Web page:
The United States' first cause of action claims that the Defendants permitted “unauthorized discharges” of fill (Complaint ¶ 75), and that this conduct violates 33 U.S.C. § 1311(a)-“[o]ne of the [CWA's] principal provisions.” Rapanos v. United States, 547 U.S. 715, 723 (2006) (plurality). Section 1311(a) makes it “unlawful” to “discharge . . . any pollutant” “[e]xcept as in compliance with, ” as relevant in this case, 33 U.S.C. § 1344. Section 1344, in turn, “authorizes [the Army Corps of Engineers] to regulate discharge of fill material into ‘navigable waters, '” Solid Waste Agency of Northern Cook Cnty. v. U.S. Army Corps of Engineers, 531 U.S. 159, 167 (2001), by authorizing the Corps to “issue permits.” 33 U.S.C. § 1344(a). Thus, the United States' first cause of action alleges that the Defendants failed to seek a permit authorizing the discharge of fill into waters of the United States. The crux of this cause of action is not the discharge of fill; it is, instead, the discharge of fill without a permit.

         This is a quintessential regulatory enforcement action. Although the United States surely seeks, at a general level, to prevent environmental injury to property, what the United States seeks to rectify through this lawsuit is an alleged failure to comply with the CWA's permitting requirements. The United States' injury, in other words, is not an “injury to [the] property” on which fill was allegedly discharged. Indeed, it is not an “injury to property” at all.

         The United States' second cause of action no more alleges an “injury to property” than its first. The second cause of action alleges that the Defendants have “failed to comply” with the EPA Order, which, among other things, ordered the Defendants to “cause no discharges” of fill material into waters of the United States, “except as authorized by a valid permit issued by the Corps.” Docket No. 1-5 at 4 ¶ 1. Thus, the United States' second cause of action alleges that the Defendants violated an EPA order which prohibited them from engaging in the same conduct at issue in the first cause of action. Again, this is not an “injury to property.” It is, instead, an injury to the EPA's authority. In other words, the second cause of action does not seek to rectify “injury to property”-rather, it seeks to ensure that a federal agency's orders are obeyed.

         The remedies sought by the United States underscore that § 1401 does not permit contribution from the Third Party Defendants in this case. Section 1401 allows contribution when “two or more persons . . . are subject to liability for damages.” (Emphasis added.) If the Defendants are ultimately liable to the United States, however, they are not liable for “damages”; they are liable for what the relevant statute terms “a civil penalty.” 33 U.S.C. § 1319(d). See Complaint ¶¶ 79, 89. Damages and penalties are, of course, distinct remedies. See Leist v. Simplot, 638 F.2d 283, 313 n.35 (2d Cir. 1980) (Friendly, J.) (“Penalties and damages . . . are quite different in nature. The former are punitive and some limit on the regulator's discretion to impose them is necessary. The latter are remedial and naturally limited to the loss caused by the defendant.”)[6] See also Tull v. United States, 481 U.S. 412, 422 (1987) (“The action authorized by § 1319(d) [has] the character” of a “[r]emed[y] intended to punish culpable individuals, as opposed to those intended simply to extract compensation or restore the status quo.”) Thus, § 1401's plain text does not allow contribution for penalties.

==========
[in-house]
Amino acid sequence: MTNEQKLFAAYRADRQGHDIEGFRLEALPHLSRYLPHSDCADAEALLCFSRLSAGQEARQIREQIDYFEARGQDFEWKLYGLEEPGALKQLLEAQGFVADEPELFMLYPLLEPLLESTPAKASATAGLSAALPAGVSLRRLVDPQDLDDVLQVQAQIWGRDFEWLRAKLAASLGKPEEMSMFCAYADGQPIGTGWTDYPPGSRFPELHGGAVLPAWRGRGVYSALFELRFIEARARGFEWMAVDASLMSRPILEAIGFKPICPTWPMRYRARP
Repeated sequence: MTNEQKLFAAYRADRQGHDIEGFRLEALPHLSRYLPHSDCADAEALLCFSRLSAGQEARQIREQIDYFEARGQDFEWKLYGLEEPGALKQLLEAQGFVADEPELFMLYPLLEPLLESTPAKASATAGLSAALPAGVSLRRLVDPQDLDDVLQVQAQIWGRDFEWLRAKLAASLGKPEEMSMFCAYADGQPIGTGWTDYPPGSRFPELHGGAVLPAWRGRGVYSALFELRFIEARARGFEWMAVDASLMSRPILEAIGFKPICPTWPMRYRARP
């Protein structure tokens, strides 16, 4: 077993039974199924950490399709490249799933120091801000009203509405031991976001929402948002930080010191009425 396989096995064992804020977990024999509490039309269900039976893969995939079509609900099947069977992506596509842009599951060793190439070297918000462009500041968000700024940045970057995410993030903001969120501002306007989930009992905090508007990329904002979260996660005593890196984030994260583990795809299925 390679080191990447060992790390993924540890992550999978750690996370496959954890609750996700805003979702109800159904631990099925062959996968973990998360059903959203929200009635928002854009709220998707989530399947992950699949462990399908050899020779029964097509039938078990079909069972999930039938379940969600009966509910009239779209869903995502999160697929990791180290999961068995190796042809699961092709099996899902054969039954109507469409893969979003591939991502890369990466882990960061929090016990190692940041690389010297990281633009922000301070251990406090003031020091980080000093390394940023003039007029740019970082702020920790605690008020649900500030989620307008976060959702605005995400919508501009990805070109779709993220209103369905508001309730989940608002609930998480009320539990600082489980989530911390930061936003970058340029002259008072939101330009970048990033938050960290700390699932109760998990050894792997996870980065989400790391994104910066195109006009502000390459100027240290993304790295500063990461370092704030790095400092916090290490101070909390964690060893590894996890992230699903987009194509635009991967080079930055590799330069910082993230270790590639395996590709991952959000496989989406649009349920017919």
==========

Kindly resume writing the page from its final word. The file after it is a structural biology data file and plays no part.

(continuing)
In addition to civil penalties, the United States' complaint seeks an order that the Defendants, at their own expense, restore the affected wetlands and “conduct on-site and off-site mitigation for unauthorized impacts to waters of the United States, as appropriate.” Complaint, Prayer for Relief ¶ 2. Although clean up costs, restoration costs, and mitigation costs may intuitively seem to be the equivalent of tort damages, these costs are not recoverable under § 1401.

         The United States brings this case pursuant to 33 U.S.C. § 1319(b), which authorizes the United States to bring “a civil action for appropriate relief, including a permanent or temporary injunction.” Section 1319(b) also provides district courts with “jurisdiction to restrain . . . violation[s] [of certain provisions of the CWA] and to require compliance.” Thus, any clean-up, restoration, and mitigation costs that might be ordered in this case would be ordered as a form of injunctive relief. See United States v. Bailey, 571 F.3d 791, 804-05 (8th Cir. 2009) (observing that a CWA restoration order is a form of injunctive relief); United States v. Cumberland Farms of CT, Inc., 826 F.2d 1151, 1164 (1st Cir. 1987) (“[T]he district court had authority [under 33 U.S.C. § 1319(b)] to issue . . . restorative orders so as to effectuate the stated goals of the Clean Water Act.”); United States v. Smith, 149 F.3d 1172, at *4 (Table) (4th Cir. 1998) (analyzing a CWA restoration injunction, and noting that it is authorized by 33 U.S.C. § 1319(b)). It is, of course, black-letter law that equitable relief, “such as injunction or restitution, ” is not the same as “compensatory damages.” Mertens v. Hewitt Ass'c, 508 U.S. 248, 263 (1993) (interpreting § 502(a)(3) of ERISA) (White, J., dissenting).

         The Defendants have not identified, nor has the Court's research found, any cases interpreting § 1401 to permit contribution for equitable relief that requires a party to expend funds-either in the form of restitution, disgorgement, or costs incurred in complying with an injunction. To the contrary, the word “damages” in § 1401 is a legal term of art. As such, it carries “the meaning commonly attributed thereto.” Moskowitz v. Marrow, 251 N.Y. 380, 389 (1929). The term “damages” refers to “a judicial award in money, payable as compensation to one who has suffered a legally recognizable injury or harm.” 1 Dan B. Dobbs, Law of Remedies: Damages-Equity-Restitution, § 3.1, at 277 (2d ed.1993). The United States, however, does not seek “compensation” in this case. It seeks an order requiring the Defendants to pay for expenses incurred in complying with an injunction. See also Id. at 278 (observing ...